Concordia University announced its closure in lieu of Covid-19 on the 13th of March, and what were initially precautionary steps, became a continued reality with the university officially closing its educational activities soon after this announcement. As the first month of living with Covid-19 passed us with devastating news coming in from all corners of the world, and with no end in sight in the foreseeable future, most of us started feeling overwhelmed, scared, anxious, nervous, depressed, angry (insert other scary adjectives). And this is why it became equally important to find new ways of working. The idea of adapting, and finding some sense of normalcy, wasn’t and shouldn’t be read as (only) a need to survive in the capitalist modes of operating and producing we find ourselves in. But as our discussion showed, it was because there continues to be a source of joy in the work that we do. And so the foundations for the weekly Graduate Teach-ins were laid.
Wikipedia: "A teach-in is similar to a general educational forum on any complicated issue, usually an issue involving current political affairs. The main difference between a teach-in and a seminar is the refusal to limit the discussion to a specific frame of time or a strict academic scope."
After an initial meeting, several thoughts were identified (among many, many others): affect (lived realities depending on affordances and proximity), humility (we cannot know what we do not know, although we can build on what we do know), and anticipatory practice/actions (in preparation for a future that will inevitably be a new norm). This translated into three possible areas to touch upon every week, because of their overlapping and inseparable modalities for the group and for this difficult time.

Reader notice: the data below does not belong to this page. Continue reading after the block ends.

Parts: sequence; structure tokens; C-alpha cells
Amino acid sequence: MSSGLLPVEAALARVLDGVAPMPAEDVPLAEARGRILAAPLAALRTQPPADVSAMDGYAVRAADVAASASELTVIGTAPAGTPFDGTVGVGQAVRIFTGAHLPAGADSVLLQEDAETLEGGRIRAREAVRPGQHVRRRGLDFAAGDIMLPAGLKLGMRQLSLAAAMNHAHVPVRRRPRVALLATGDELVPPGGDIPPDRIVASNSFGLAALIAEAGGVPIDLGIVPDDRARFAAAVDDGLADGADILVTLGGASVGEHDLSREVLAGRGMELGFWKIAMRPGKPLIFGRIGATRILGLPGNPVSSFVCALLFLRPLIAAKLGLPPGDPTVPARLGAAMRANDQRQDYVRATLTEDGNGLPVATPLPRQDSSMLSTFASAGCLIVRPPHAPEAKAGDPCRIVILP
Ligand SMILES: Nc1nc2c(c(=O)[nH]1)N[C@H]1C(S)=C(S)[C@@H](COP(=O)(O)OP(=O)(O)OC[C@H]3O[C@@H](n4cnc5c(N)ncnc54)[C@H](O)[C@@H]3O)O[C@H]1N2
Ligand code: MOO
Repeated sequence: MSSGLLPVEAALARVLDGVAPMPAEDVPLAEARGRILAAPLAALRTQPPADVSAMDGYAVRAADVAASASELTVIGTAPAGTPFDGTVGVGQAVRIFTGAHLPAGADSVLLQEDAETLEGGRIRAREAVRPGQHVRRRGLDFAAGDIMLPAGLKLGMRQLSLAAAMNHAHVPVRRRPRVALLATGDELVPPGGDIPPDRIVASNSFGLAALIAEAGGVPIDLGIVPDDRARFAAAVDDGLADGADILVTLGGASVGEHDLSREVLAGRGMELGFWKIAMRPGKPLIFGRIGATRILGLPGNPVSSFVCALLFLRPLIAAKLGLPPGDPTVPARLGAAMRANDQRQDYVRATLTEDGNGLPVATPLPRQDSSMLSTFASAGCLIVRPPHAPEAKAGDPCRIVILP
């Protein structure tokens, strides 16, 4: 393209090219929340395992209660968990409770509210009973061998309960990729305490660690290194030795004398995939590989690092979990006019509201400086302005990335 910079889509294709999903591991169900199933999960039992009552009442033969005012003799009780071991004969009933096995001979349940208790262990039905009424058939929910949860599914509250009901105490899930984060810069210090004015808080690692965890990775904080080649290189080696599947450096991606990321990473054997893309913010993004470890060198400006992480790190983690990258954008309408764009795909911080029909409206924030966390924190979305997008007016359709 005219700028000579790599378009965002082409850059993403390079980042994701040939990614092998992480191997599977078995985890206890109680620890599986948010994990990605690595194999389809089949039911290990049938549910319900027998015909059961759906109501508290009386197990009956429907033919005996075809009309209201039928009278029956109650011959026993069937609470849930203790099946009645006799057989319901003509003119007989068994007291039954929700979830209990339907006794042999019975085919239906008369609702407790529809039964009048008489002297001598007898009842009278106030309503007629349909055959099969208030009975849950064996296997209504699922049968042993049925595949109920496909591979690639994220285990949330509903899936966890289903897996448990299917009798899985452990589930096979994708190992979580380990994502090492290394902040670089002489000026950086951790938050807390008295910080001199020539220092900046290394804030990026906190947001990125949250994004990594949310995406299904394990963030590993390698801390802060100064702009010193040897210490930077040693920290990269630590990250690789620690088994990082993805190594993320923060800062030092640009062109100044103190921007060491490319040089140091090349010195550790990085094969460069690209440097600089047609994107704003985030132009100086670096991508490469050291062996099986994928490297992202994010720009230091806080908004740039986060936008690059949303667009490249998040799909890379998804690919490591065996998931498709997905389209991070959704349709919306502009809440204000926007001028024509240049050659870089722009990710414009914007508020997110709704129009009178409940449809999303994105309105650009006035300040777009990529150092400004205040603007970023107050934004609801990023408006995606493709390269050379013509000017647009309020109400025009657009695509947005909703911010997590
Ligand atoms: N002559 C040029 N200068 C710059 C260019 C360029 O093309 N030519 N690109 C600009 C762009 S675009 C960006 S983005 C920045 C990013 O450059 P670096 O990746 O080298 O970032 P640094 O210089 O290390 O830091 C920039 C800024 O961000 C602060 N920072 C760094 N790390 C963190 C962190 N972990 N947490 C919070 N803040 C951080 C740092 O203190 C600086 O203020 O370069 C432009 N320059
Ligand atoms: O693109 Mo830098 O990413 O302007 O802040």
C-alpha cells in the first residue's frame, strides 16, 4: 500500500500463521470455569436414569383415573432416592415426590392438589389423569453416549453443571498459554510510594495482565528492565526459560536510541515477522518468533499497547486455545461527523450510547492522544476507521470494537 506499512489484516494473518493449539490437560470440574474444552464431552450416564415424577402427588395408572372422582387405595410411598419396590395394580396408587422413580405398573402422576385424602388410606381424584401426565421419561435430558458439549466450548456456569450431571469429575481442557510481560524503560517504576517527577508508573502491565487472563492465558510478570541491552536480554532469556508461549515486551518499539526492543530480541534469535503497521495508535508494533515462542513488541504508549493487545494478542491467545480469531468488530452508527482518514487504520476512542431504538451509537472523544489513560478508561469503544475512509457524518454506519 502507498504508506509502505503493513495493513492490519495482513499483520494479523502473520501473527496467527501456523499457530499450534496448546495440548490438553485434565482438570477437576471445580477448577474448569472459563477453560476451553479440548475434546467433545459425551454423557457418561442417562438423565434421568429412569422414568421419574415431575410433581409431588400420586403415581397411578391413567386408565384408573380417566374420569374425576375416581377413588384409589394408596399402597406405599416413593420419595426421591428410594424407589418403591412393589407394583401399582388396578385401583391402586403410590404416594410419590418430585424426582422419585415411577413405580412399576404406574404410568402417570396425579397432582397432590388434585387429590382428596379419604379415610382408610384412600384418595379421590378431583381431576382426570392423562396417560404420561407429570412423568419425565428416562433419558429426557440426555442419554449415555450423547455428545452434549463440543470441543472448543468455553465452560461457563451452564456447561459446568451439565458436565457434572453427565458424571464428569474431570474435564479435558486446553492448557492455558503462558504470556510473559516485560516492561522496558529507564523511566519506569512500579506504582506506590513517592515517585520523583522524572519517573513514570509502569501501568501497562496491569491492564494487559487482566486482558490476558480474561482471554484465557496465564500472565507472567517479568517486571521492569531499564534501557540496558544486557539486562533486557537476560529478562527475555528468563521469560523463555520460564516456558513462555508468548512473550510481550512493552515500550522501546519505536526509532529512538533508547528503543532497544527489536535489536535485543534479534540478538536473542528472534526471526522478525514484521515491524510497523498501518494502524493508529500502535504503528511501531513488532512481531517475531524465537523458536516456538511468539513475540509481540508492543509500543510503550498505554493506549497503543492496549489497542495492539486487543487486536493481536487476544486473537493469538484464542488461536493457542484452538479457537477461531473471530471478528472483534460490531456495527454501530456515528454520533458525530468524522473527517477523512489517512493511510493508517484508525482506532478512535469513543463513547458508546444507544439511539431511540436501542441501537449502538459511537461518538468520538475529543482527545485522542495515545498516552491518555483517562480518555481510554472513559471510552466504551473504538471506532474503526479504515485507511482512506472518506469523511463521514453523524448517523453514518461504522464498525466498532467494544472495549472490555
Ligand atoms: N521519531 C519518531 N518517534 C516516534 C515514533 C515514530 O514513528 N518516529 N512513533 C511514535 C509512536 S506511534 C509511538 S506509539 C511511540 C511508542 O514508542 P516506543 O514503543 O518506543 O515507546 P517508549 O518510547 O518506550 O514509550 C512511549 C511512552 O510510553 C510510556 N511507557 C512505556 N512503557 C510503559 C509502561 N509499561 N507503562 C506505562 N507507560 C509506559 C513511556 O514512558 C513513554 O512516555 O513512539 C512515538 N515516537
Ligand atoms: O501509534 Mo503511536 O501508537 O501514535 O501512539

(1) check-in, from rage to joy (relationship of affect to work we do); how are you “mastering alone time”?
“That is a great gift: the gift of selfhood. For we have only what we know we must lose, what we are willing to lose… That selfhood which is our torment, and our treasure, and our humanity, does not endure. It changes it is gone, a wave on the sea. Would you have the sea grow still and the tides cease, to save one wave, to save yourself?” — Ursula Le Guin, The Farthest Shore, 1972 (Earthsea Cycle #3), 122.
(2) sharing of current research/knowledge exchange on knowledge production (share your research – tell us what you are working on – anything will do, and you don't need to each week) - a way to stay on track with your plans.
It is good to have an end to journey towards; but it is the journey that matters, in the end.” — Le Guin, The Left Hand of Darkness, 1969. Often misattributed to Hemingway.
(3) those moments that point to how art practice, history will be different in the future because all of the above will never be the same (what fierce joy drives your efforts towards readiness when we overcome this crisis, to move from emergency to emergence (Demos)? How are you going to prepare/would you teach/disseminate/practice what you know now? What foreseeable tools do you need to know how to teach/do something – assuming that it will not be the same – in the future?).
And though we remain consciously aware week after week of how tough this is, it also remains critical to continue to take these steps in our own healing, and growth in the face of this collective trauma.
The Graduate Teach-ins continue to take place every week on Thursdays, at the time of this post.